One of our favorites is the Deer Trail circle route. While we normally take in the fall colours, springtime is just as spectacular.
We stopped to check out the Little White River and not surprisingly the first words out of John's mouth was "I should've brought my kayak!"
Seeing the rapids below, he began to drool. He once again reminded me how much he regretted not bringing his kayak, but that he'd be sure to mention it to Grant, Jim, Sue, Ron, June, Rae, Jean-Guy...well, you get the idea. He's gonna tell EVERYONE!
Because our trip was spur of the moment we didn't think to bring lawn chairs, so the van did double duty during our lunch break. The first thing we noticed was the absolute peace and serenity. John soaked up a few rays, while I enjoyed the bug-free outdoors.
I also took a short video of our view. There's absolutely NOTHING happening here, but that's the point. Listen to the rush of the water. I'd hoped to capture the rap-tap-tap of a Pileated woodpecker in the background, but he refused to cooperate while I filmed this. Just the same, it was a relaxing lunch spot.
Next we stopped at the one-lane bridge that travels over the Little White. Check out the impressive rock cliffs in the background. (John's standing in the middle of the bridge to give you some idea of scale.)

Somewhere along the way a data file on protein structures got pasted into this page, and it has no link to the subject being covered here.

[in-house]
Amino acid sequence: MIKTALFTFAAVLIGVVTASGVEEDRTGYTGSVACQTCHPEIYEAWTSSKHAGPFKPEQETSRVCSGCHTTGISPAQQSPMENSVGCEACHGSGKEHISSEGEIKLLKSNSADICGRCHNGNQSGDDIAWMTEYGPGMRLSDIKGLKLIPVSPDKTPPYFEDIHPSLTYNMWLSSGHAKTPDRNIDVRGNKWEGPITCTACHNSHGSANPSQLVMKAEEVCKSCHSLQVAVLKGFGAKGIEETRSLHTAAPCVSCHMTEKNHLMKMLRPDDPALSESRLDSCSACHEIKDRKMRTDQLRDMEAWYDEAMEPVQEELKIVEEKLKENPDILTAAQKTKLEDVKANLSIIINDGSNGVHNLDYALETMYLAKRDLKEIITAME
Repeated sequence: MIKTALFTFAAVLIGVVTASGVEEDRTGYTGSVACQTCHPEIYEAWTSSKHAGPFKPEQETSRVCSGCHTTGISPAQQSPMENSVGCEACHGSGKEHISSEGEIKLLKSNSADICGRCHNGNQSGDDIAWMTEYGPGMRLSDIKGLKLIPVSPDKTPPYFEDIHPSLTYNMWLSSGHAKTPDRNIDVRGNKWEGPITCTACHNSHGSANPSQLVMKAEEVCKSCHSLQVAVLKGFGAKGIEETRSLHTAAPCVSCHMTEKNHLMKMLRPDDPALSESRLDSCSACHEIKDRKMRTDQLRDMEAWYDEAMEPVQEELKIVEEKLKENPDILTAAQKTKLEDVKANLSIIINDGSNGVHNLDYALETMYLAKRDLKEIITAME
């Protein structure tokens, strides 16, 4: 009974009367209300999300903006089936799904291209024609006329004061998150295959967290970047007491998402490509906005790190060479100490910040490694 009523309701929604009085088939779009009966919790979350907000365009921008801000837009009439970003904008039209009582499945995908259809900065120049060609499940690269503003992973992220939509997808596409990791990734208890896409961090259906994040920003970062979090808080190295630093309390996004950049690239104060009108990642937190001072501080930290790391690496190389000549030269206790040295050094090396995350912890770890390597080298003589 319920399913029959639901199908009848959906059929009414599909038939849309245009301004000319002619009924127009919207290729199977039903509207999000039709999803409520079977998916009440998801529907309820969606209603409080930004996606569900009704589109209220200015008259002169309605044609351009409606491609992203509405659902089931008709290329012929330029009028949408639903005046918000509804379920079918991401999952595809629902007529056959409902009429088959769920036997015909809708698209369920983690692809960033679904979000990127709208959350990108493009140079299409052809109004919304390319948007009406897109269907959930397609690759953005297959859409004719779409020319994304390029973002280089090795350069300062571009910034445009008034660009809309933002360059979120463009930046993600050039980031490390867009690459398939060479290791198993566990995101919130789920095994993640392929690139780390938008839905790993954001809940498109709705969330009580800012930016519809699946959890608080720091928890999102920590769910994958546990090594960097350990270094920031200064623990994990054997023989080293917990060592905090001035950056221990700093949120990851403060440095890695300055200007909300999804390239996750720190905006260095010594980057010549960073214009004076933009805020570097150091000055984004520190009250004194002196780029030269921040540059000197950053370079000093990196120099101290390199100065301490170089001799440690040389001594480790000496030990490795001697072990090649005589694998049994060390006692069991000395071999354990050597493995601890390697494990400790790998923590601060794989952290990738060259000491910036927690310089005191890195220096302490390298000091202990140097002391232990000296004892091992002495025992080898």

Here's another example of rock cliffs next to the highway.
I literally shouted for John to pull over when I spotted this waterfall next to the road. The rocks glistened in the sun...and it's Mother Nature at her best! Come July this waterfall will be all but a memory.
Our next stop: Constance Lake, home of many cottages and still frozen. Shiver.
Just north of Iron Bridge the forest and Canadian Shield gives way to farmland. I literally shouted for John to pull over because I just HAD to snap a photo of the zigzag snow patterns on the field. Sorry. Can't help myself. Must be a lingering result of those four years I spent at art college back in the late '60s and '70s.
Further west is a look out over the Little White. I love this shot John took of the trees stranded on the rocks.
* * *